By tracking these micro-shifts in meaning within a particular tongue we arrive at a form of understanding. For Lucretius, exploring Latin enabled an understanding of general atomics. (Students of this theory should see The Third Policeman by Flan O’Brien, for an articulation of its full material consequences.) For Brisset, French enables an understanding of the story of the intertwined emergenc-y of language and sexuality. Thus, Litteral Poetics is a form of poetics in the ancient sense that it shows how bodies are endowed with meaning. It enables us to trace the chains of meaning inhering in the transformations of bodies across time and space. An argument can be made that just as with Epic Poetry Litteral Poetics creates meaning rather than discovers it. But this distinction between discovery and invention is as foreign to the litteralist as it was to the Greeks, who rightly believed that poetic recitation can dis-cover the real effects of transgressing social laws, and that only poetry reveals the meanings and purposes in what would otherwise be pointless historical series. This is what poetry is—the “meaning” in/of events. Poetry, or at least its Litteral branch, is thus a form of constructive revelation in which meaning is dis-covered via the constitution of poetic chains which make known the purposes, principles, reasons, intentions, functions, senses, rationales of what drives organized bodies--of events, relations, practices, flesh, etc. I propose that a Litteral exploration of English can help us better understand the drives or th-e-motions in the relations between gender and generation in contemporary society.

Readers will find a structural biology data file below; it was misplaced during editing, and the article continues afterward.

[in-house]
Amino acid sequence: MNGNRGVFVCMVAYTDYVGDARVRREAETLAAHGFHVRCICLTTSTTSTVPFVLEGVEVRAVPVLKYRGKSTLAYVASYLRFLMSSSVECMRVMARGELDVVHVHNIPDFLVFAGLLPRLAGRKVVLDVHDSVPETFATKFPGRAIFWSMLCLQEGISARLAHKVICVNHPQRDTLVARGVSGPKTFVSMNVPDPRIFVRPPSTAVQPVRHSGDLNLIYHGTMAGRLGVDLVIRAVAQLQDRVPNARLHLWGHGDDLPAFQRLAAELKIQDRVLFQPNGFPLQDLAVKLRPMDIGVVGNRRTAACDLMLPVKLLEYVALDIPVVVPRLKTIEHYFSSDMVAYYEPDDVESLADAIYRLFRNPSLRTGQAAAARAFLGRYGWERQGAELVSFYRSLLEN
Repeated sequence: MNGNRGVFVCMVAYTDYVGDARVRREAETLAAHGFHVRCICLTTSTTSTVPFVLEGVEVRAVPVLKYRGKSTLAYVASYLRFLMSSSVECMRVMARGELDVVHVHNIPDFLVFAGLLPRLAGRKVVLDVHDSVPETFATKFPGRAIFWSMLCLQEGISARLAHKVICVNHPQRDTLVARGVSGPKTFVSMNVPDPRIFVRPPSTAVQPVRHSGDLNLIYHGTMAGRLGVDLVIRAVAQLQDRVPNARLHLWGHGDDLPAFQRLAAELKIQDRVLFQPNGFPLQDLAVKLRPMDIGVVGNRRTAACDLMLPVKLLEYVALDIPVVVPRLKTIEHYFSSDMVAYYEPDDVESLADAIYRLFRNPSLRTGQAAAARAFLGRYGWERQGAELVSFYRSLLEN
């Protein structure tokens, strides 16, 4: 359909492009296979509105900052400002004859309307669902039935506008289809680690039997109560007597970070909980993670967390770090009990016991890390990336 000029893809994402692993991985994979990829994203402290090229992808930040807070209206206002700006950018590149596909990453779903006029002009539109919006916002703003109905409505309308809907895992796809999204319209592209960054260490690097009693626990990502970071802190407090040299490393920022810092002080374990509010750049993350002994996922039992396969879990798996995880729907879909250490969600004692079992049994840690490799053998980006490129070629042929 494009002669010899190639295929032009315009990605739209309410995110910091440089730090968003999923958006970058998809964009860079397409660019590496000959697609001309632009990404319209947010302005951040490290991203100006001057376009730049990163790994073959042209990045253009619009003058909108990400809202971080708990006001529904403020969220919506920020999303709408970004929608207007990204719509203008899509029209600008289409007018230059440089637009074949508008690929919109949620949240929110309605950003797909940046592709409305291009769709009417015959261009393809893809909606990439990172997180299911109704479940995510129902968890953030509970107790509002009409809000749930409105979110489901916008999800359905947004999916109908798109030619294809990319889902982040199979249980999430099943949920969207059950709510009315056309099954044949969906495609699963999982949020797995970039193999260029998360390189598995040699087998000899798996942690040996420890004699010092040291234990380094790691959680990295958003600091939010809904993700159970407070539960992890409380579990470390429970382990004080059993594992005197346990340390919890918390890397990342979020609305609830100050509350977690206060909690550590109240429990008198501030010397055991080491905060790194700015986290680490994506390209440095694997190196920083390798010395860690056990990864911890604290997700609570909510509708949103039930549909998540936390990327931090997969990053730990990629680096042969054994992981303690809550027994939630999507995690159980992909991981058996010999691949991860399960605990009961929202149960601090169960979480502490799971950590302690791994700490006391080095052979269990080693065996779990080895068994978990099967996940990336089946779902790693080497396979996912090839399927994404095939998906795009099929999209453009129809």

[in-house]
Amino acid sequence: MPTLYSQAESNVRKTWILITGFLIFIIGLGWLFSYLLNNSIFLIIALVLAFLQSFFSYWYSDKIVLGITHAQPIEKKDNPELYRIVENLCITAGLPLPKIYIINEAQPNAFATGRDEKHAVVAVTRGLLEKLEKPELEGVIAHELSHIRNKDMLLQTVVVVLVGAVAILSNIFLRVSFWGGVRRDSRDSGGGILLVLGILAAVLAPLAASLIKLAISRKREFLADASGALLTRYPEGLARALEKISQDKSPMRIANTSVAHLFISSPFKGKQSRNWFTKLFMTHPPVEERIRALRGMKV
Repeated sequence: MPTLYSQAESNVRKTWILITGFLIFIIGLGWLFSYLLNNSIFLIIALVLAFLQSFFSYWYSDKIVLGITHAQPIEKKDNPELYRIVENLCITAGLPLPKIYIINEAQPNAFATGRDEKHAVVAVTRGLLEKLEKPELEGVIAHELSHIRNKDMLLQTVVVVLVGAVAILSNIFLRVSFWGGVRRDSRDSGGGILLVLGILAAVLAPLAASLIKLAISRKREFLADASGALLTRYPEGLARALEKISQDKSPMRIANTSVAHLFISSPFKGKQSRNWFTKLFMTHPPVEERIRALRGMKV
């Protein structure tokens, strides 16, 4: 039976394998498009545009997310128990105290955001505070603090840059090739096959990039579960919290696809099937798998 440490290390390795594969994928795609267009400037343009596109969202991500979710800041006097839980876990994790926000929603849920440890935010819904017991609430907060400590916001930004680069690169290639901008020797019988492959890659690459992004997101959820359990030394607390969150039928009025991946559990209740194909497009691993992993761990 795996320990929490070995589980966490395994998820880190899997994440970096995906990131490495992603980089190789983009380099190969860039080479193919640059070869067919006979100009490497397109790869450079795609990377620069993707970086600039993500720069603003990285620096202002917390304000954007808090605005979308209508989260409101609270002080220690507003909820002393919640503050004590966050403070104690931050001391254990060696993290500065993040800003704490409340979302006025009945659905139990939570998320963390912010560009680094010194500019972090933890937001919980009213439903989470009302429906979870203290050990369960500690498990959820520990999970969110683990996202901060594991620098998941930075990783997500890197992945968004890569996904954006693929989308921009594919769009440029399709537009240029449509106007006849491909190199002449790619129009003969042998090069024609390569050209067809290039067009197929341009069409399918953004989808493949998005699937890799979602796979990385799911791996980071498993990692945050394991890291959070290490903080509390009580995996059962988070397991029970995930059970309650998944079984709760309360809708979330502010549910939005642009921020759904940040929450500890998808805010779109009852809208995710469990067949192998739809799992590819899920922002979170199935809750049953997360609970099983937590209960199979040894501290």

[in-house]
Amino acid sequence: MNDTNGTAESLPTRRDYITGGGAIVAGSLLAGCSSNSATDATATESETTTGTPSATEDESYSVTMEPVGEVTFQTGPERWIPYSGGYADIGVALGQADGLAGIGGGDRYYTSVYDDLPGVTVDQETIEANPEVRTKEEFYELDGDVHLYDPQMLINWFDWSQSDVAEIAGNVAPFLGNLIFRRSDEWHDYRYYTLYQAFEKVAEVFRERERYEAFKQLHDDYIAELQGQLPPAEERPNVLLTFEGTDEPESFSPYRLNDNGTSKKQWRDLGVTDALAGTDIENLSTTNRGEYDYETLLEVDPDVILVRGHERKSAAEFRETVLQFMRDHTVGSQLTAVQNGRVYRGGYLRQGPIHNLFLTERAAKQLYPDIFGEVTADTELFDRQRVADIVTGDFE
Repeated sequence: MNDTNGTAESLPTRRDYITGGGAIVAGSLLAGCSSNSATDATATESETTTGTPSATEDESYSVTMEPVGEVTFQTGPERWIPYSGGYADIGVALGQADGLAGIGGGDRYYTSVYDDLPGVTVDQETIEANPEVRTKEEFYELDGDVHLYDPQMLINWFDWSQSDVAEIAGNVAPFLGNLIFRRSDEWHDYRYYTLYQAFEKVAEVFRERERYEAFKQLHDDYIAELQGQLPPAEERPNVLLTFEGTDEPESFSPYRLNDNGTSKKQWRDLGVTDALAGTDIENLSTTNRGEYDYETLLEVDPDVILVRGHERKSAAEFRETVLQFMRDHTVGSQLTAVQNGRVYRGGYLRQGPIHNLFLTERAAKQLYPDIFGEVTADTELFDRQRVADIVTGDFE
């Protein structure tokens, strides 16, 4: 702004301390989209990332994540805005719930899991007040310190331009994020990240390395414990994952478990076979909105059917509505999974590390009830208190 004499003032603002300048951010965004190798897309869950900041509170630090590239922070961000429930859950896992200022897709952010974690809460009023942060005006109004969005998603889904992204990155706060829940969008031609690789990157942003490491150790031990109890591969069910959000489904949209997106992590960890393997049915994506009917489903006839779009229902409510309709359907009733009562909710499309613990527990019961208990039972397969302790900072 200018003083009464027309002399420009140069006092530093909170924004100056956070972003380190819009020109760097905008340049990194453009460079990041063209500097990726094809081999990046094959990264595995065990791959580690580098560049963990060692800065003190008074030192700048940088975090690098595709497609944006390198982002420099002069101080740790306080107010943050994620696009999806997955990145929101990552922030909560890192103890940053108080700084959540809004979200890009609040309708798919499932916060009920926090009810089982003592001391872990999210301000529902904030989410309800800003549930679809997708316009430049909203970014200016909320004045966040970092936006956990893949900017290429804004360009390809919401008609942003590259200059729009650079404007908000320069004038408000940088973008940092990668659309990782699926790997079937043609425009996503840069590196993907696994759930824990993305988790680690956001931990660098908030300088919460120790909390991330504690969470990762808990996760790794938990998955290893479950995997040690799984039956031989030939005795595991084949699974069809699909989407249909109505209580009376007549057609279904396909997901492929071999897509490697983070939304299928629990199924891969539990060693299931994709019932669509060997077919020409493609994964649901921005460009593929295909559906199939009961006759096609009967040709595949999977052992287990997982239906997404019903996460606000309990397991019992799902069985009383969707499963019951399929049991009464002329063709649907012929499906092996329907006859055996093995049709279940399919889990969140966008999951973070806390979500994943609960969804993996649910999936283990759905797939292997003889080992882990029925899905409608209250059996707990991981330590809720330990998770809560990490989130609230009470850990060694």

The basis for this hypothesis is the fact that in English a phrase meaning singularity, “this One,” easily morphs into a phrase for the masculine child, “the Son.” Combining these gives us the compound term “thsOne.” Likewise, a phrase meaning multiplicity or multitude “the many others,” easily morphs into a phrase for the female parent “the Mothers.” This last phrase also means a collective Otherness, “them-Others.” Combining these gives the compound “the-M-(any)-Others.” Thus, gender and generation, singularity and multiplicity, I and Other are completely (con)fused in the English tongue… and I would argue, in any social body infested with such an organ. These two (pro)positions operate in all social fields, not just within the institutions of family and sexual identity. And any body may take either position depending on the situation. For instance, in relation to my students I can adopt the (pro)position of being one of theMothers if I focus my attention on helping them achieve their goals. Or I may become thsOne if I choose to play the charismatic performer who rehearses my knowledge as enigmatic spectacle. Moving to the realm of politics we see that in most contemporary cases the national leader is thsOne and the populace is the-M-(any)-Others who are expected to gaze in narcissistic admiration of the him, whatever he does. No doubt many will say that the familial analogue of a leader is not thsOne, but the Father. To this I can only say that in English the word “father” no longer has any meaning, because there are no longer any micro-linguistic chains through which it can be related to other familial terms. Such chains do exist between “thsOne” and “the-M-(any)-Others,” though they pass through the relation of negation;